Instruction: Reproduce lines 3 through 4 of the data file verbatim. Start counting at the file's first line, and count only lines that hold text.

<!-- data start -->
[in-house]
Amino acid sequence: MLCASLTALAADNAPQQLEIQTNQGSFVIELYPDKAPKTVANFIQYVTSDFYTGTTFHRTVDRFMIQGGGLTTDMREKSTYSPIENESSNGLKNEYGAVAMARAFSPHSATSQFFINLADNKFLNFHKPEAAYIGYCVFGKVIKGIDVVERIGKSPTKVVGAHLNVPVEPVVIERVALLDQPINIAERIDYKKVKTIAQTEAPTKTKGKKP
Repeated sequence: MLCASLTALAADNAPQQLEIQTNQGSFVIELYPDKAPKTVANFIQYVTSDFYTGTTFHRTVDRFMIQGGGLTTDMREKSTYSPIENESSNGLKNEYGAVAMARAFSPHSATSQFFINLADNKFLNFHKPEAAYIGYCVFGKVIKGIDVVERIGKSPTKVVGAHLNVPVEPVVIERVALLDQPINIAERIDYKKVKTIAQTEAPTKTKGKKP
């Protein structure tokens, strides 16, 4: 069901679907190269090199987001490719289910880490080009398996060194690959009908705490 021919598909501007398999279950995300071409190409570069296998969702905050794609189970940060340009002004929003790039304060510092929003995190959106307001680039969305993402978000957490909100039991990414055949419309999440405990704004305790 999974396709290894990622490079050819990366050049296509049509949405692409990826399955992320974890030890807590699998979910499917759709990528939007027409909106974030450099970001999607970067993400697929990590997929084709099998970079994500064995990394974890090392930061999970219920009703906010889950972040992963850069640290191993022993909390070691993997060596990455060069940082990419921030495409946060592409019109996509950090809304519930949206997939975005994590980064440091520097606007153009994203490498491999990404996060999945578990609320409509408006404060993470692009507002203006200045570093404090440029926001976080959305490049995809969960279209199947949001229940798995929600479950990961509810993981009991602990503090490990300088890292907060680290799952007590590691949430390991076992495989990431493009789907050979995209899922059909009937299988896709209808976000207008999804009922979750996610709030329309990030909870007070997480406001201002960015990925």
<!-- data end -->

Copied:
Repeated sequence: MLCASLTALAADNAPQQLEIQTNQGSFVIELYPDKAPKTVANFIQYVTSDFYTGTTFHRTVDRFMIQGGGLTTDMREKSTYSPIENESSNGLKNEYGAVAMARAFSPHSATSQFFINLADNKFLNFHKPEAAYIGYCVFGKVIKGIDVVERIGKSPTKVVGAHLNVPVEPVVIERVALLDQPINIAERIDYKKVKTIAQTEAPTKTKGKKP
């Protein structure tokens, strides 16, 4: 069901679907190269090199987001490719289910880490080009398996060194690959009908705490 021919598909501007398999279950995300071409190409570069296998969702905050794609189970940060340009002004929003790039304060510092929003995190959106307001680039969305993402978000957490909100039991990414055949419309999440405990704004305790 999974396709290894990622490079050819990366050049296509049509949405692409990826399955992320974890030890807590699998979910499917759709990528939007027409909106974030450099970001999607970067993400697929990590997929084709099998970079994500064995990394974890090392930061999970219920009703906010889950972040992963850069640290191993022993909390070691993997060596990455060069940082990419921030495409946060592409019109996509950090809304519930949206997939975005994590980064440091520097606007153009994203490498491999990404996060999945578990609320409509408006404060993470692009507002203006200045570093404090440029926001976080959305490049995809969960279209199947949001229940798995929600479950990961509810993981009991602990503090490990300088890292907060680290799952007590590691949430390991076992495989990431493009789907050979995209899922059909009937299988896709209808976000207008999804009922979750996610709030329309990030909870007070997480406001201002960015990925």